Tag Archives: expectations

What Does Leadership Mean To You?

24 Feb

If your actions inspire others to dream more, learn more, do more and become more, you are a leader. -John Quincy Adams

I had lunch with a former colleague the other day and when I asked him about how things were going at work he launched into a story about how his manager – who is very concerned with perceptions – has been reprimanding him for his out-spokenness. Apparently, the manager did not perceive voicing a dissenting opinion during a meeting as good leadership. Now I thought this was a major crock of BS. Being strong enough to share an unfavorable outlook is, in my opinion, a great leadership trait. But what really bothered me was that my friend was being forced into someone else’s idea of what leadership truly means.

I believe leadership is one of those terms that is bandied about quite loosely. Everywhere you turn you hear about which leadership qualities we should be working on and which leaders we should admire. However, I believe that leadership and how one defines it is a completely personal thing and can totally vary from person to person. By attempting to squeeze into a narrow “leadership” box, we’re trying to live up to someone else’s expectations. And we all know how I feel about living up to other people’s expectations.

Here’s an exercise. Get a blank piece of paper and bullet out what being a leader means to you. Does it mean only working on projects you find interesting and noble? Does it mean being an inspiration to others by following your heart? Does it mean always being honest and out-spoken? Or maybe it means always taking risks and being bold. Remember you don’t have to have a fancy job title and a company car to be a leader. There are probably at least 3 people right now who already think of you as a leader. Identify what leadership means for you and then harness it. Strive to perform your specific leadership qualities everyday. By being in touch with your true leadership qualities, you’ll be much better off than those who are simply trying to fit into someone else’s idea of leadership.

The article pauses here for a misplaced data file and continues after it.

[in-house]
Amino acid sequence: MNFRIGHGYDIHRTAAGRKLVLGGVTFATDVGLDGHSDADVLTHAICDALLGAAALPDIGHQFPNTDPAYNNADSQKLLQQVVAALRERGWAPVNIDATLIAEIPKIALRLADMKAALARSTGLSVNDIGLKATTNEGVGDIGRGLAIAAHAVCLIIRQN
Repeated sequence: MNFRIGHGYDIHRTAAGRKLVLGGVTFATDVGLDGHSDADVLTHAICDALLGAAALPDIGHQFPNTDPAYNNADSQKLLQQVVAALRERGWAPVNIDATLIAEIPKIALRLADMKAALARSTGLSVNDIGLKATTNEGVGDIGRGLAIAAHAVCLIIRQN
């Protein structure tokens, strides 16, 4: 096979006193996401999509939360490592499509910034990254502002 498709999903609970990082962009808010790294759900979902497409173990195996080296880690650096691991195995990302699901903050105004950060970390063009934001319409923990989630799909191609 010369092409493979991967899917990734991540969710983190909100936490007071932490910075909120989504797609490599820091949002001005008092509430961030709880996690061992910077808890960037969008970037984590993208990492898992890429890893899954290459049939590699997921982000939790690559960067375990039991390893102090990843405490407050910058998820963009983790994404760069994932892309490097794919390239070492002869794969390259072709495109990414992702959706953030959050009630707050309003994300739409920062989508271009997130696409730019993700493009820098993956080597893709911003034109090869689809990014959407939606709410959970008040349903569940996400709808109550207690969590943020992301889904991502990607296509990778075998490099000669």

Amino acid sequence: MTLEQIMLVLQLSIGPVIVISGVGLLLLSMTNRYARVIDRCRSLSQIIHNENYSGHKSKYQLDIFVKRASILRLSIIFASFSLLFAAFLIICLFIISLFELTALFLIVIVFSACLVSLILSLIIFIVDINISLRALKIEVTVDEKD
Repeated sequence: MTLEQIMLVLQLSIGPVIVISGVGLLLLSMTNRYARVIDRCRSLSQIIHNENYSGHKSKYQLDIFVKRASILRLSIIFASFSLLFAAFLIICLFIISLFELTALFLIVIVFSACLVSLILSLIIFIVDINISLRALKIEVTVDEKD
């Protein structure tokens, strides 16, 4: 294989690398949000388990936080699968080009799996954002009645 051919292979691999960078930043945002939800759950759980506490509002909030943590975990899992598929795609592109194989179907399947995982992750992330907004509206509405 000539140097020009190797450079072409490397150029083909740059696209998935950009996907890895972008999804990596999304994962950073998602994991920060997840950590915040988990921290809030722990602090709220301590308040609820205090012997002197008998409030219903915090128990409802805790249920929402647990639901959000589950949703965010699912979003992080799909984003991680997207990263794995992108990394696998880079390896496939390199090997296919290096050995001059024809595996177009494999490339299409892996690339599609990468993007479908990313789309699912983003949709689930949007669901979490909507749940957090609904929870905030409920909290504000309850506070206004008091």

Until Next Time,



Just Say No!

4 Feb

“Your only obligation in any lifetime is to be true to yourself.” -Richard Bach

As kids of the 80’s we’re all familiar with the anti-drug campaign “Just Say No!” And it’s so simple right – if it’s something you don’t want or better yet is harmful for you, you should simply say No. But in reality how many of us end up doing things that we’d rather not be doing because we just have a hard time saying no. I cannot tell you the countless committees I’ve signed up for, lunches I’ve attended and money I’ve spent because I agreed to something against my better judgment. Why do we do this to ourselves? We are just piling on extra work  or spending extra money which in the end just brings extra stress. And when we are driven to do something simply because we believe that we should, it often breeds resentment. Think about it: Are you more likely to accomplish a goal when you truly want to or when you are doing it for someone else? It’s much easier to feel content and productive when you have internal inspiration driving you. No one likes doing something just because they think they should. The next time you are faced with accepting or declining an offer, think through these 3 questions: